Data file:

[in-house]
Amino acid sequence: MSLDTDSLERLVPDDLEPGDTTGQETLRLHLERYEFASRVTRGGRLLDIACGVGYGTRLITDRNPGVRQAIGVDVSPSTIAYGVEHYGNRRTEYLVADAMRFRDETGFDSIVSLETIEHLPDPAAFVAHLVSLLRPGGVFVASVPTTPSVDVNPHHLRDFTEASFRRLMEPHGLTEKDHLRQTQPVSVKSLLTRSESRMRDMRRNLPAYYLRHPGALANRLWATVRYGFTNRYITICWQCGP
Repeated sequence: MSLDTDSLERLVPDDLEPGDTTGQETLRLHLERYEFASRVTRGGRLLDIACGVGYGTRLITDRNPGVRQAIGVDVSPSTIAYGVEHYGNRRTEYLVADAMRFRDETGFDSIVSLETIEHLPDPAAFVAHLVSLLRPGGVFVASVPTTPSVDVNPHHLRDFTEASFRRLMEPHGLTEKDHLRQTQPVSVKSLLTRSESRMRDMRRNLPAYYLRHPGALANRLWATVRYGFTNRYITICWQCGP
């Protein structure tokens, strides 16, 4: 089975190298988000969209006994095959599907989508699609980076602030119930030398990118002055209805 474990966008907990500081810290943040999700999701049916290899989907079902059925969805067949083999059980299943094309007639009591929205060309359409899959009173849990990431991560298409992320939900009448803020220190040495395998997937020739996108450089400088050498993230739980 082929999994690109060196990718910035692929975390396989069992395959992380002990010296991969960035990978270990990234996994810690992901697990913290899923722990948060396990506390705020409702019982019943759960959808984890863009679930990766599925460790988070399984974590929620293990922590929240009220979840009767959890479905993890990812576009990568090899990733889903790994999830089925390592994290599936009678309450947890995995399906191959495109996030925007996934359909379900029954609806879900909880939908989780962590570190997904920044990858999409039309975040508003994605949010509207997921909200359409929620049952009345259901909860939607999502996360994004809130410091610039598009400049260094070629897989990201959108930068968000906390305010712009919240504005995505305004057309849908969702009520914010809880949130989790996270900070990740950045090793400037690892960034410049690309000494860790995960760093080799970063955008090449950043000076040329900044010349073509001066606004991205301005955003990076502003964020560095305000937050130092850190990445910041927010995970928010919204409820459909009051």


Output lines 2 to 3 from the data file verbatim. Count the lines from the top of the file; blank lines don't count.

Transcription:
Amino acid sequence: MSLDTDSLERLVPDDLEPGDTTGQETLRLHLERYEFASRVTRGGRLLDIACGVGYGTRLITDRNPGVRQAIGVDVSPSTIAYGVEHYGNRRTEYLVADAMRFRDETGFDSIVSLETIEHLPDPAAFVAHLVSLLRPGGVFVASVPTTPSVDVNPHHLRDFTEASFRRLMEPHGLTEKDHLRQTQPVSVKSLLTRSESRMRDMRRNLPAYYLRHPGALANRLWATVRYGFTNRYITICWQCGP
Repeated sequence: MSLDTDSLERLVPDDLEPGDTTGQETLRLHLERYEFASRVTRGGRLLDIACGVGYGTRLITDRNPGVRQAIGVDVSPSTIAYGVEHYGNRRTEYLVADAMRFRDETGFDSIVSLETIEHLPDPAAFVAHLVSLLRPGGVFVASVPTTPSVDVNPHHLRDFTEASFRRLMEPHGLTEKDHLRQTQPVSVKSLLTRSESRMRDMRRNLPAYYLRHPGALANRLWATVRYGFTNRYITICWQCGP